Although the Cold War took place from the years 1947-1991, the events and tensions around this time period are more relevant than ever, especially with Russia’s attack on Ukraine. Understanding history allows us to put into context events today, but with so many nations and regions involved over such a long period of time, it can be difficult to understand the full scope of the Cold War. Hopefully, this list of fiction and nonfiction Cold War books will help!
Note: There is a lack of books about this time period by authors of color, and hopefully publishing can work to address this going forward.
Cold War Books: Fiction
The Secrets We Kept by Lara Prescott
Doctor Zhivago by Boris Pasternak was one of the most influential Russian novels during the Cold War era, and it was banned when it was first published. In this novel, a Russian-American secretary is recruited to help smuggle the manuscript out of the USSR in order to see it published worldwide.
Our Woman in Moscow by Beatriz Williams
When Iris Digby and her family vanished from London in 1848, her twin sister Ruth privately agreed with world speculation that they had defected to Russia. It isn’t until four years later that she gets any contact from her estranged sister, and the FBI steps in, needing Ruth’s help to extract her.
Defectors by Joseph Kanon
When Frank Weeks is exposed as a Communist spy within the CIA, he defects to the Moscow. Years later, he’s written his memoirs and asks his younger brother Simon, an editor and publisher, to come visit and help him edit the memoirs. Simon agrees, missing his brother but also skeptical of his ulterior motives, which put him in the crosshairs of two major global powers.
Safe Houses by Dan Fesperman
Helen Abell is working for the CIA in West Berlin, overseeing CIA safe houses. When she witnesses something she shouldn’t have one night, it will have long-reaching repercussions to the present, when a terrible double murder shatters the lives of a rural family in the U.S.
I Must Betray You by Ruta Sepetys
Set in Romania in 1989, this novel follows a young man whose dreams are thwarted when he’s blackmailed to become an informant for the dictatorship he fears, and decides to risk everything in order to become a double agent and work with the resistance.
When We Left Cuba by Chanel Cleeton
Beatriz Perez was a sugar heiress in Cuba whose life was dismantled by Castro’s revolution. When she’s recruited by the CIA to infiltrate Castro’s inner circle in the 1960’s, Beatriz must make an important choice about her future.
American Spy by Lauren Wilkinson
Set in 1980’s New York City, Marie is an FBI agent who is struggling to find her footing in her career as a Black woman when she’s recruited by the CIA for high-stakes mission that will take her to Burkina Faso and challenge all of her beliefs.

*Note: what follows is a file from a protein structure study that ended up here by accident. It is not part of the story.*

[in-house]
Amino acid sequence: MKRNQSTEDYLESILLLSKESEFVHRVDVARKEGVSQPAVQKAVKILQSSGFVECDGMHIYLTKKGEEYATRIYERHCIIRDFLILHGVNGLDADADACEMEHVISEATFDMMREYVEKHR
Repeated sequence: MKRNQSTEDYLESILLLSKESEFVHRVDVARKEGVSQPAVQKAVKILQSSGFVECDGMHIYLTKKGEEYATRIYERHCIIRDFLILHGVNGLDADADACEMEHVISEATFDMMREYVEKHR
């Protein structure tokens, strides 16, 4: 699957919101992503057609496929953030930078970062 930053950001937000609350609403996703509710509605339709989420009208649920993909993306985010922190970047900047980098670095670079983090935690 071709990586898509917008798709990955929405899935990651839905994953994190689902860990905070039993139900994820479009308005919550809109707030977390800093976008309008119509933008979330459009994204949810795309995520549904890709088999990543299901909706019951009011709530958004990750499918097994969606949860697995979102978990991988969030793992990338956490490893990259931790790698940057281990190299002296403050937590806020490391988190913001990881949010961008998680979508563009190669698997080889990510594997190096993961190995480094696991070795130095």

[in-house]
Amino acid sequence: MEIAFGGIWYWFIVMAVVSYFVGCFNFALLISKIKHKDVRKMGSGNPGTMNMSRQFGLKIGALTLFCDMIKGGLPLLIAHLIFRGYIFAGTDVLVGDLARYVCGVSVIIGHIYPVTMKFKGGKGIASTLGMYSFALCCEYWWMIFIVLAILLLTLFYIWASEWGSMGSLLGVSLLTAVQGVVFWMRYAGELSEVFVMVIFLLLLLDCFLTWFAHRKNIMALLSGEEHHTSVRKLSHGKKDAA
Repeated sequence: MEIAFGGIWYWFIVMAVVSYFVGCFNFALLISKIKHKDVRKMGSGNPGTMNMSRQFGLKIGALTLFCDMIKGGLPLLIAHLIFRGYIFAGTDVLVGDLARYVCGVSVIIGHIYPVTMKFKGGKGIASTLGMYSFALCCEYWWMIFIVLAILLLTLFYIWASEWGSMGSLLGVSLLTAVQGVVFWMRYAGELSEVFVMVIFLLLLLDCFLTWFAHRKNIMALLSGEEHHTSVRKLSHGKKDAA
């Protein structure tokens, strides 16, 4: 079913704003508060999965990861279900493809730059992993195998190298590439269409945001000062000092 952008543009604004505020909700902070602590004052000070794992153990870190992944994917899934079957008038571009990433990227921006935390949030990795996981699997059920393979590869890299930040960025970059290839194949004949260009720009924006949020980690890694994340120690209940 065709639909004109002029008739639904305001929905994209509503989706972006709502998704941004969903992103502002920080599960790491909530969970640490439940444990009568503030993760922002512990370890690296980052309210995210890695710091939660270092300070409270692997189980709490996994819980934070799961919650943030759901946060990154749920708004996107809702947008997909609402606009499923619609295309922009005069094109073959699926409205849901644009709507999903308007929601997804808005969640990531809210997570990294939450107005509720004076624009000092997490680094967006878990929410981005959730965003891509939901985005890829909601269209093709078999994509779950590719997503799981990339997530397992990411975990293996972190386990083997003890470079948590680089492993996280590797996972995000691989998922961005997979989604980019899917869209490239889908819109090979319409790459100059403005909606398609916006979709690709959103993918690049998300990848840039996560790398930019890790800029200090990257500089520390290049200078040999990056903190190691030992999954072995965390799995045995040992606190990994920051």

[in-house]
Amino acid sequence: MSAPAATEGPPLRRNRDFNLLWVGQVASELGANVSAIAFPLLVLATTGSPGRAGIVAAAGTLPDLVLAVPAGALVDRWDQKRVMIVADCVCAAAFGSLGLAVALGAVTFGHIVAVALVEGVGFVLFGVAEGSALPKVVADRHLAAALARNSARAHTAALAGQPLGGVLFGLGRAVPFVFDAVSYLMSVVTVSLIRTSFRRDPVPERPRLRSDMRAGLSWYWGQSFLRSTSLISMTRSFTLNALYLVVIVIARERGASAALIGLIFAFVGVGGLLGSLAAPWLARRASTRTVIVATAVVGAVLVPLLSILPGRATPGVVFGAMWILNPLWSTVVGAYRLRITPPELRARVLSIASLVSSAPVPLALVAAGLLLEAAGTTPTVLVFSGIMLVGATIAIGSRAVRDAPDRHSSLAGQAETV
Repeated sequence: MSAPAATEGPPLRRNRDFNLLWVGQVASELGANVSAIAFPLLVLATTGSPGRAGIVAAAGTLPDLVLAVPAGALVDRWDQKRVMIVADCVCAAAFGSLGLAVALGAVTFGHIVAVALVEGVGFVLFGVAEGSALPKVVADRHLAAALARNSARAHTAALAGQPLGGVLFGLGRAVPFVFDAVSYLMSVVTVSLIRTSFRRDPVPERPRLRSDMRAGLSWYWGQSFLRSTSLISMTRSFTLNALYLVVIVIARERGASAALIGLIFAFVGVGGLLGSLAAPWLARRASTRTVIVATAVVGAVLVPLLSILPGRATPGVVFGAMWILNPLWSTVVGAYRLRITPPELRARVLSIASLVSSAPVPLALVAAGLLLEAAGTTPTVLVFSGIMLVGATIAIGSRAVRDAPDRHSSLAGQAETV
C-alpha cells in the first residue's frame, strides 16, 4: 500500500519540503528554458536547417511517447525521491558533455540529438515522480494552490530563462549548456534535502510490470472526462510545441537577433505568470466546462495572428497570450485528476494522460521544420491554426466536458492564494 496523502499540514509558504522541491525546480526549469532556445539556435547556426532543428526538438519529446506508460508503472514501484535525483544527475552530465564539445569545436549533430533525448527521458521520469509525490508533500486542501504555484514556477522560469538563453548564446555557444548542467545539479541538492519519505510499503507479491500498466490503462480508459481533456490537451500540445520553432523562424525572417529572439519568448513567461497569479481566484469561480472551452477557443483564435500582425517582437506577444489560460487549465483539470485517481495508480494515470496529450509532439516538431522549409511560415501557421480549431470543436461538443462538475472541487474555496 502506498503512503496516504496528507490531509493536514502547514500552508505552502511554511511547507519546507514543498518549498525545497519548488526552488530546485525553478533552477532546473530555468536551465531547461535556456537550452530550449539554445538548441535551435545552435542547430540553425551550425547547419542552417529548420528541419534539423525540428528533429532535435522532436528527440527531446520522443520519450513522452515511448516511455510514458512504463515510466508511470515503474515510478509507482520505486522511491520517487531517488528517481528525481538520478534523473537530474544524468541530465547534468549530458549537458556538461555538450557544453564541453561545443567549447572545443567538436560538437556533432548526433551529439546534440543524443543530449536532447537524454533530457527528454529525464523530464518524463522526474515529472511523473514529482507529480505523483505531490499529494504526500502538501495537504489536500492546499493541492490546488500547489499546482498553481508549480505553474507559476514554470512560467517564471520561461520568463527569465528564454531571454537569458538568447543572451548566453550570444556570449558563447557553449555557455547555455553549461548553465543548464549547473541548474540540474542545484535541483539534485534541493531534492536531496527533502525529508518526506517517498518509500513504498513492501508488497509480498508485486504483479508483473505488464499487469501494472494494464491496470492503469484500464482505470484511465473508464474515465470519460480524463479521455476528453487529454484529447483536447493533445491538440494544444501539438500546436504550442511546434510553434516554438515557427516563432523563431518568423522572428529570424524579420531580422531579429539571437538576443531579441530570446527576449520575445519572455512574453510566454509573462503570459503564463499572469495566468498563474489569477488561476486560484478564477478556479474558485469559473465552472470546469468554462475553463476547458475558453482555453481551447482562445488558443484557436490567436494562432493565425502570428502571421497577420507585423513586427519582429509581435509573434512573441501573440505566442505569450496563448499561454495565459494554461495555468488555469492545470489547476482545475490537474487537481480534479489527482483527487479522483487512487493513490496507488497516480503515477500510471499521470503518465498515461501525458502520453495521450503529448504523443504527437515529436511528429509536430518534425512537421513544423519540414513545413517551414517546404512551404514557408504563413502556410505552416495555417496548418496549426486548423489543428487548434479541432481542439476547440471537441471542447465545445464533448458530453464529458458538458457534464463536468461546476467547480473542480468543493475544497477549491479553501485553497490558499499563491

Cold War Books: Nonfiction
Potsdam by Michael Neiberg
The Cold War began in the days following the end of World War II, when the major Allied Powers struggled to negotiate peace in Europe. In Potsdam, Neiberg relays the events of the Potsdam Convention, where Harry Truman, Winston Churchill, and Joseph Stalin came together to discuss how Europe ought to be divided, and where Stalin somehow managed to get his hands on Eastern Europe and annex Poland.
The Cold War: A New History by John Lewis Gaddis
Drawing upon newly opened archival documents, Gaddis tells the epic and comprehensive history of the Cold War, from the days immediately after WWII to the fall of the USSR, offering readers perspective on what happened and why.
Reagan and Gorbachev: How the Cold War Ended by Jack Matlock
In this firsthand nonfiction account of the ending of the Cold War, the former ambassador to the U.S.S.R. shares his experiences and perspectives on the waning days of the conflict and how Reagan pursued peace talks beyond the public eye.
One Minute to Midnight by Michael Dobbs
The Cuban Missile Crisis was one of the defining moments of the Cold War, and in this thrilling account Dobbs offers a minute-minute account of the event and how major world leaders nearly brought the world to nuclear war.
The Moscow Rules by Antonio J. Mendez and Jonna Mendez
Antonio and Jonna Mendez met in Moscow in the late 1970’s when they were both CIA operatives at the height of the Cold War. Their memoir tells of the tactics they had to use and the danger they faced fighting against the KGB, and how their Hollywood-esque spy games helped to give the U.S. an advantage.
The Spy and the Traitor by Ben MacIntyre
This book tells the story of Oleg Gordievsky, a famous KGB agent who eventually became a double agent working for MI6, helping the U.K. in their fight against the USSR. But when the U.S. wanted to know where the U.K. was getting their information, they sent a CIA operative to discover Oleg Gordievsky’s identity, resulting in his flight from Russia and rising tension in the Cold War.
The Last Empire by Serhii Plokhy
In this authoritative account of the USSR’s final days and the end of the Cold War, Plokhy details the major events and political maneuvers that were happening behind the scene as Gorbachev stepped down as president and the rest of the world responded.
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